One of the speakers said that this move would send a message to American’s customers, employees, and competition that American intended to once again become a “world class airline.” I think that is an important message. With the airline going through reorganization under Chapter 11 bankruptcy protection, many have wondered what its future course will be. With this announcement, AA let the world know it is not going away, but is coming back better than it is now with a better product, newer aircraft, and a stronger network. I think that is a message they had to send.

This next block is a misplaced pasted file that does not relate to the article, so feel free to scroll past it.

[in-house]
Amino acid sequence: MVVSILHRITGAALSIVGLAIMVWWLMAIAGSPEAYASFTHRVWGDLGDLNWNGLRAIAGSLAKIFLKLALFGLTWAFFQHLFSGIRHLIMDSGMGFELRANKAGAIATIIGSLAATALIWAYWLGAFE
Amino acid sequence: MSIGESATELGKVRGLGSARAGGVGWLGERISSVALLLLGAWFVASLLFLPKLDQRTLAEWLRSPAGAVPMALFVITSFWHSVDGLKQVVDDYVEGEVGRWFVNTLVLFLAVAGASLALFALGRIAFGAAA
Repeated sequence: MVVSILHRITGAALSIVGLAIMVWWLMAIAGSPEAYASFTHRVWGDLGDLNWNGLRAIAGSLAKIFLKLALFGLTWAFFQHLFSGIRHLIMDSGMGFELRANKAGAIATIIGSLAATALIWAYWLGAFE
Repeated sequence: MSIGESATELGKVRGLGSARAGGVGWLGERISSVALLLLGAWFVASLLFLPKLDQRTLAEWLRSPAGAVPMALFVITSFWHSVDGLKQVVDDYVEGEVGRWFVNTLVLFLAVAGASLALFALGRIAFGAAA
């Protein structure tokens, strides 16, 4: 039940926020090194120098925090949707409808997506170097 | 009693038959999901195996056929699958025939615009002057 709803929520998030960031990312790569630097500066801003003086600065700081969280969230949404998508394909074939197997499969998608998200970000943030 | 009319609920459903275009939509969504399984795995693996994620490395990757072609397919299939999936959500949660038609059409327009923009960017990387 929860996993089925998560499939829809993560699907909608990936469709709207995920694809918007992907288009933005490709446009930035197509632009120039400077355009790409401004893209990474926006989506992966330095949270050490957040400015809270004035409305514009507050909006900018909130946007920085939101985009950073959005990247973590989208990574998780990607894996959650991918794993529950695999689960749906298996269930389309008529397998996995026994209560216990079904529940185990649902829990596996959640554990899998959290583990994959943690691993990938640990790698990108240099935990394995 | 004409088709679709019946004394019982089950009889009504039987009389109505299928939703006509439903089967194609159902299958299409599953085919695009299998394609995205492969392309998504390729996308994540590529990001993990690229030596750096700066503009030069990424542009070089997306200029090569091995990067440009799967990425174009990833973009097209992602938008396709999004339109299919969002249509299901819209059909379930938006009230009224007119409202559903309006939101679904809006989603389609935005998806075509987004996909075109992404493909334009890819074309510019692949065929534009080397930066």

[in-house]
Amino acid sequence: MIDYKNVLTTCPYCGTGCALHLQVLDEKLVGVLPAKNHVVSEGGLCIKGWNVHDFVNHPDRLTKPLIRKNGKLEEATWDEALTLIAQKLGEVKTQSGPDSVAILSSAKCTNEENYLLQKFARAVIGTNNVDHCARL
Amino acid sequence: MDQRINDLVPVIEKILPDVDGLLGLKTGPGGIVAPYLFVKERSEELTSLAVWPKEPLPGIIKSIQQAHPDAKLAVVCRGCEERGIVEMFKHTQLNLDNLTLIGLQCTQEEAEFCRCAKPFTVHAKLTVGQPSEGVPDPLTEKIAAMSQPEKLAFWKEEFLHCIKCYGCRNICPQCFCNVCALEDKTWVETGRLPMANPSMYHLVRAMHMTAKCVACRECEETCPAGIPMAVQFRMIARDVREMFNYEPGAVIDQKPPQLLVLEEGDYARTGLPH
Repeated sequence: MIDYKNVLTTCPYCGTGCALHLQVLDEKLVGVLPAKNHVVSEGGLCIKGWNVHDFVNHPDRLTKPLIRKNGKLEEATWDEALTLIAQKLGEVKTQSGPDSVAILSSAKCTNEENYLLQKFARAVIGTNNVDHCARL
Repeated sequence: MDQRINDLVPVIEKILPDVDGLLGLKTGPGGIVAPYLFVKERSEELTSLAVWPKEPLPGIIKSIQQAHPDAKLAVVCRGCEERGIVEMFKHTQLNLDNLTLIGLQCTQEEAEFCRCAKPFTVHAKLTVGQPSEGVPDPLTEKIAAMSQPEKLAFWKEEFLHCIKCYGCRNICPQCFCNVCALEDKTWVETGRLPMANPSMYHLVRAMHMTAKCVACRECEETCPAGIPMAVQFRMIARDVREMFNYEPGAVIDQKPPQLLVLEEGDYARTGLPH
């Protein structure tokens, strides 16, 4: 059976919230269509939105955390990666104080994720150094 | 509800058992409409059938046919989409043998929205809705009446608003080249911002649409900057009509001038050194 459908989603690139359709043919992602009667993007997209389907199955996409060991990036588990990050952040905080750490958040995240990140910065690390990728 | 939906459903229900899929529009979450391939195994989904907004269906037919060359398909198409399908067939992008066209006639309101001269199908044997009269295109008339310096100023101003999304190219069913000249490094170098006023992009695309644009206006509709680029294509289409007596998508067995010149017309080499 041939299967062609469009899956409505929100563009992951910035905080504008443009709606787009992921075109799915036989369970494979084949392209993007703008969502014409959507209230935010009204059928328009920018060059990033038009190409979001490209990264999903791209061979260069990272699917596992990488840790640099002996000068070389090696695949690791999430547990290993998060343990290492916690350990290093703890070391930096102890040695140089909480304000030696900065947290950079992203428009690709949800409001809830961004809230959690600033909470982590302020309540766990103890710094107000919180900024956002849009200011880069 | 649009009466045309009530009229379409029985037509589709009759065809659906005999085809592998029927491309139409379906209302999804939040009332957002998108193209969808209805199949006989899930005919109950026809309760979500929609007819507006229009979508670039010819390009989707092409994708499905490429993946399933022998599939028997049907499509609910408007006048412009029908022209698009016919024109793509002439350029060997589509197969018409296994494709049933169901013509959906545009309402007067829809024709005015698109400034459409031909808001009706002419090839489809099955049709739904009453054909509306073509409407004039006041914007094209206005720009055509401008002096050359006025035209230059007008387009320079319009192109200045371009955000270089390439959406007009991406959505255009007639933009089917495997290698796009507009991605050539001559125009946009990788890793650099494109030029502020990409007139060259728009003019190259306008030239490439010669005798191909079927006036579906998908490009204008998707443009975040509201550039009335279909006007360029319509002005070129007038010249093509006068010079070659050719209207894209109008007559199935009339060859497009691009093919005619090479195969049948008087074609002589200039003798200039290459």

I also thought management was sending a simple two word message to US Air, which has made no secret of its desire to merge  with AA: “Go away.” But there are so many moving parts to the reorganization process that my thought was out-of-date only two days later when American and the Unsecured Creditors Committee (UCC) agreed to explore all options, including a merger with US Air.  (See Fort Worth Star-Telegram article for more information.) However, the newspaper adds “American is adamant that the agreement with the unsecured creditors committee, announced Friday, does not mean that American will necessarily pursue a merger.” In the meantime,American’s three largest unions have endorsed a merger; Boeing, its largest supplier, has endorsed the corporation’s go-it-alone plan. There are so many moving parts in a Chapter 11 reorganization that it’s difficult to say where this will go.